Post last updated on February 24, 2023
Image credit: Wikimedia Commons
Terrence Malick’s 2019 film, A Hidden Life, follows Franz Jägerstätter, an Austrian farmer during the rise of Nazi power in Europe. Franz’s family (especially his wife) and neighbors are part of the immediate story, but one might almost say that Franz’s conscience plays the leading role in the film, ever accompanying Franz through the evolving events that crowded Hitler’s ascent and assent in Germany.
The film is long, lasting some 174 minutes. It will, in fact, be too long for some; even so, this amount of time offers the space for the wide landscapes that decorate the film’s sometimes sparse dialogue; and yet, there is something more. The length of the film and speed of its action gives the appropriate perception that time occasionally slows, even uncomfortably so—that it will now and then step forward at a fraction of its usual speed, especially and ironically when some inevitable future marches right at us, approaching in a straight and unyielding line. Not everything can be avoided. Difficult decisions are made in the long lulls between brief moments.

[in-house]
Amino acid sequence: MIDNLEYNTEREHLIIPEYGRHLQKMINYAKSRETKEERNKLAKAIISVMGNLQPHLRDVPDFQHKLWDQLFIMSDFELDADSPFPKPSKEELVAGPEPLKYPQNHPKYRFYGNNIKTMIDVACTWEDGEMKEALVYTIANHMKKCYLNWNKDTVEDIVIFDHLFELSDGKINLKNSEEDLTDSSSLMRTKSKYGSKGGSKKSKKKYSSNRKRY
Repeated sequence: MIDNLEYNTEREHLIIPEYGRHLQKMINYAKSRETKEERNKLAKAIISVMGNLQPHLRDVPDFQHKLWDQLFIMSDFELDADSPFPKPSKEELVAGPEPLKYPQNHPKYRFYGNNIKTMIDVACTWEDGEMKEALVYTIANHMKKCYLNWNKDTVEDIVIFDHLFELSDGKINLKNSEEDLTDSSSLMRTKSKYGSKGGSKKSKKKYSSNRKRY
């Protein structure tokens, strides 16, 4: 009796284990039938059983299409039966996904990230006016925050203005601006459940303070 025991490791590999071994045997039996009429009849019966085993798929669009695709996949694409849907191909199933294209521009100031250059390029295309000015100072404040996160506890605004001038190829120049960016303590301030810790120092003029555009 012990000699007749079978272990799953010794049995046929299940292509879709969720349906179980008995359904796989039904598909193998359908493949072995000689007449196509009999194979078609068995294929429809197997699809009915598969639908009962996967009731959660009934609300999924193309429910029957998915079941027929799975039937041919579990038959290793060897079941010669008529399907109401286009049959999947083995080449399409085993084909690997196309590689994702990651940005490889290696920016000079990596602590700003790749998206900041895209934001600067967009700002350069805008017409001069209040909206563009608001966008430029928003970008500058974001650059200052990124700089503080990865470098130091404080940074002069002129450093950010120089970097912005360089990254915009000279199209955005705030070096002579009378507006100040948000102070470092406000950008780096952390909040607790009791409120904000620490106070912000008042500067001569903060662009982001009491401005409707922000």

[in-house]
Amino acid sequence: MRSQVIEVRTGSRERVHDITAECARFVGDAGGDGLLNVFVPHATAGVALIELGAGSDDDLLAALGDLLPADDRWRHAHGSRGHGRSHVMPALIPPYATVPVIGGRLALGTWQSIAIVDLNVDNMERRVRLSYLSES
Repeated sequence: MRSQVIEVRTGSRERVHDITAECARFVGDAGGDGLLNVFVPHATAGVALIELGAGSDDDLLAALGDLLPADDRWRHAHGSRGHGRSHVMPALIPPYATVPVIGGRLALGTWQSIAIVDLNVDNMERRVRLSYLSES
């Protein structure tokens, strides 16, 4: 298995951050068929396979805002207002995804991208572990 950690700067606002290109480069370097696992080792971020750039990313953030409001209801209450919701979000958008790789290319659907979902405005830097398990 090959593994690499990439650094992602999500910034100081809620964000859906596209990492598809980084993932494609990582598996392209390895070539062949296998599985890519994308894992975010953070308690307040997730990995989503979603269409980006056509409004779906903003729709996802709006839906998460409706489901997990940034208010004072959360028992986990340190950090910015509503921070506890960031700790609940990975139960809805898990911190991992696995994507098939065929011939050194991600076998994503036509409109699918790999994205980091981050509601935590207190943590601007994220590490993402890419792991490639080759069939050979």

This is never so true as when a man does close business with his conscience. Both Hitler’s National Socialism and Rome’s Catholicism are also integral parts of Malick’s story, but there is the real sense that these both become secondary to the truth that displaces them within Franz. Both remain forms of lies because they cannot carry God’s truth.
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The short bit of dialogue transcribed below begins just before the 37th minute of the film. Franz visits the parish church, keeping company with its painter, who stands atop a scaffolding to finish his own decorative work. At first, the painter reflects upon the parishioners who gaze at his ceiling from below, but he also considers the way in which his efforts affect them. “I paint the tombs of the prophets,” he says. “I help people look up from those pews and dream.”
The painter pauses, but then continues: “They look up and they imagine that if they lived back in Christ’s time, they wouldn’t have done what the others did. [But] they would have murdered those whom they now adore.”
The painter becomes more introspective, still, and he turns his thoughts and their attending judgments upon himself. “I paint all of this suffering and I don’t suffer myself. I make a living of it.”
“What we do is just create sympathy. We create—we create admirers. We don’t create followers. Christ’s life is a demand. You don’t want to be reminded of it—so [that] we don’t have to see what happens to the truth. A darker time is coming when men will be more clever. They won’t fight the truth. They’ll just ignore it.”
It is at this point that the painter begins to stumble over his own thoughts. His work and the corrupted convenience of the parishioners have their tragic common cause: unapprehended truth: “I paint their comfortable Christ, with a halo over his head,” the painter admits. “How can I show what I haven’t lived? Someday I might have the courage to venture. Not yet. Someday I’ll… I’ll paint the true Christ.”